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Into thin air


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Gregory Earle

Gregory Earle

Traveling 100 km (approximately 62 miles) along the ground makes little difference to the physics around you, but traveling that same 100 km into the atmosphere changes everything. Not only are there fewer particles (less than 1/1 million) than at ground level, but also those particles are not the friendly oxygen and nitrogen we breathe. Instead, the particles are corrosive, unstable ions and electrons that behave nothing like their ground-level siblings.

This is the region that ECE professor Gregory Earle studies: from 100 km to about 600 km above Earth’s surface. He wants to understand the different behavior — the physics — of the upper atmosphere, so he builds devices and spacecraft to measure the various particles there.

“In the lower atmosphere, there’s a lot of chemistry going on, but in the upper regions the particles are much sparser, so the physics is what really matters there,” says Earle. In that region, there are neutral particles, ions, and electrons interacting.

“We do some computer analysis and models, but what I really like to do is build the things that make the measurements and see how they compare to the models and radar observations. I make in situ measurements that we can compare to radar data,” he explains.

Latitude matters

The physics of the upper atmosphere isn’t affected only by altitude. Particles also behave differently in each latitudinal sector of the earth. Along the magnetic equator, the magnetic field lines are parallel to the earth’s surface. So if an ion gets pushed north by the neutral particles, it will move north.

In the auroral region (around the poles), the field lines are perpendicular to the earth’s surface. So if an ion gets pushed, it won’t move. At middle latitudes the field lines are at 20 to 60 degree angles, so pushing a particle northward can actually move it upward in the Southern Hemisphere, or downward in the Northern Hemisphere.

Earle has done research in each of these regions, but is currently focusing on the equatorial latitudes. One of the unique difficulties he is studying is equatorial spread-F distortion. Spread-F typically occurs only at night, but it can distort communication signals, including GPS. Severe spread-F interference can totally disrupt GPS signals or give gross errors, Earle explains. This signal distortion is of particular concern to the military, he says.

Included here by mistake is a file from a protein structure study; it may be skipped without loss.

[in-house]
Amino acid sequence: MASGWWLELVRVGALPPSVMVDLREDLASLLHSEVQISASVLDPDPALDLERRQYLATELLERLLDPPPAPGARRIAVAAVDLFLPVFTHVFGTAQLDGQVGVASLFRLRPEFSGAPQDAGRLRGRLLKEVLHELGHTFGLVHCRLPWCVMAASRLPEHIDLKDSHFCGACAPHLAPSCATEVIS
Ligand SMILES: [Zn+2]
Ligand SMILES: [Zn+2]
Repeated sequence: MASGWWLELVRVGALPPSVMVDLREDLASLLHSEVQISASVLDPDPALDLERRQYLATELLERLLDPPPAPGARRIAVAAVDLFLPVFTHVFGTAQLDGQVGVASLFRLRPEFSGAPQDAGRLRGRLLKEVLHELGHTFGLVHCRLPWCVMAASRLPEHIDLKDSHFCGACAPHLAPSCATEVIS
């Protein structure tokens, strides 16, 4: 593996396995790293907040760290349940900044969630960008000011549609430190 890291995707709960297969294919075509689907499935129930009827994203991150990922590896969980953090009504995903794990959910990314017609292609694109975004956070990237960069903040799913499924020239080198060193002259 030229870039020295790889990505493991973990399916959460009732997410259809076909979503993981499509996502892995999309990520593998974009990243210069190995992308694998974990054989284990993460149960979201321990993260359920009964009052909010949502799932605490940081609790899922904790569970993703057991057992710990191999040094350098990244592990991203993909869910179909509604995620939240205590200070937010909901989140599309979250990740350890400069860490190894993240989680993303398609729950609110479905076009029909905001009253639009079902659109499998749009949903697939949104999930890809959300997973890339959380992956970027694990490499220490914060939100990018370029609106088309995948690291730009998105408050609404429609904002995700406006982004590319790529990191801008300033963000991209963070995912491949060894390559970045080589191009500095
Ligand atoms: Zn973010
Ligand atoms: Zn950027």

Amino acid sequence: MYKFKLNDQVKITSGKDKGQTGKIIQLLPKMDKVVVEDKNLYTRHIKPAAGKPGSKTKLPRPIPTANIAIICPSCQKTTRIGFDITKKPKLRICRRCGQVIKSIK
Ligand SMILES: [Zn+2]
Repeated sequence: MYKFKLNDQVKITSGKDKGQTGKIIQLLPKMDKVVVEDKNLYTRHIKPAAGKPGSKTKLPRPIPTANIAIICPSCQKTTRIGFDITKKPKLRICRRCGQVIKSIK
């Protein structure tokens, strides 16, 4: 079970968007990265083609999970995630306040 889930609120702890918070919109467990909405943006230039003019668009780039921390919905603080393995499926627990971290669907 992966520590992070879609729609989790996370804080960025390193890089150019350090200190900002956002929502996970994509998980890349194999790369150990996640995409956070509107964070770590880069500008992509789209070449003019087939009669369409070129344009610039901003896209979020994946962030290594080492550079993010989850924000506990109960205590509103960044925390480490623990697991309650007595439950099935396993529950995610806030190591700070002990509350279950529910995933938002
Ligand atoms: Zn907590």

Measuring the ultimate light breeze

Neutral particles move when the atmosphere changes temperature, like wind on the earth’s surface. “Those same winds exist in space,” Earle explains, “but there aren’t many particles, so there isn’t enough force for the wind to push very hard. You would not be able to feel a wind in space.”

Measuring winds in space presents a very difficult challenge. The particles are moving fast, but there are very few of them. “We’re basically trying to measure the wind in a vacuum,” says Earle. “On the ground, we measure winds by how much they displace a physical part of the anemometer, but in space, these technologies don’t work. You have to come up with different ways to do it. Now imagine you’re trying to do it from a satellite moving at roughly 8 km/s. It’s about the most complicated thing I know of to try to measure.”

Earle is developing a new kind of transducer to measure pressures in space. The instrument is basically a parallel plate capacitor in which one plate is a flexible silicon membrane with a thin metal coating: the other plate is a rigid grid. “If you change the distance between the plates, the capacitance changes. So the amount that the flexible plate deflects changes the capacitance, and converts the physical phenomenon into a measurable electrical signal.”